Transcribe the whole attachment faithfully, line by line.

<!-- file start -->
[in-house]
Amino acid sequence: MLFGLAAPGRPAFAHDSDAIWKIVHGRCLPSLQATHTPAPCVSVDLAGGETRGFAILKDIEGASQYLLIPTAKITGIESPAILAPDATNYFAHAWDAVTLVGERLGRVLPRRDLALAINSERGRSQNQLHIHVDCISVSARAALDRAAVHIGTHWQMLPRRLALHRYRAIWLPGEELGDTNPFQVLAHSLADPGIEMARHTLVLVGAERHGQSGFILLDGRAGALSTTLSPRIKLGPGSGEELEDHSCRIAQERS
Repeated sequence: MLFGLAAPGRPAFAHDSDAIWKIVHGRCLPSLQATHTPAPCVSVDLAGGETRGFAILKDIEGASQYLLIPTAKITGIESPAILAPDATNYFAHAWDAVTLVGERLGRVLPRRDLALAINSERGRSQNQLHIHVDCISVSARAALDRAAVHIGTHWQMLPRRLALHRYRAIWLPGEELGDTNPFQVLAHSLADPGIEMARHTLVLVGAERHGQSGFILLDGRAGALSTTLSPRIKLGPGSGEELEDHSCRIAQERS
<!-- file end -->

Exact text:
[in-house]
Amino acid sequence: MLFGLAAPGRPAFAHDSDAIWKIVHGRCLPSLQATHTPAPCVSVDLAGGETRGFAILKDIEGASQYLLIPTAKITGIESPAILAPDATNYFAHAWDAVTLVGERLGRVLPRRDLALAINSERGRSQNQLHIHVDCISVSARAALDRAAVHIGTHWQMLPRRLALHRYRAIWLPGEELGDTNPFQVLAHSLADPGIEMARHTLVLVGAERHGQSGFILLDGRAGALSTTLSPRIKLGPGSGEELEDHSCRIAQERS
Repeated sequence: MLFGLAAPGRPAFAHDSDAIWKIVHGRCLPSLQATHTPAPCVSVDLAGGETRGFAILKDIEGASQYLLIPTAKITGIESPAILAPDATNYFAHAWDAVTLVGERLGRVLPRRDLALAINSERGRSQNQLHIHVDCISVSARAALDRAAVHIGTHWQMLPRRLALHRYRAIWLPGEELGDTNPFQVLAHSLADPGIEMARHTLVLVGAERHGQSGFILLDGRAGALSTTLSPRIKLGPGSGEELEDHSCRIAQERS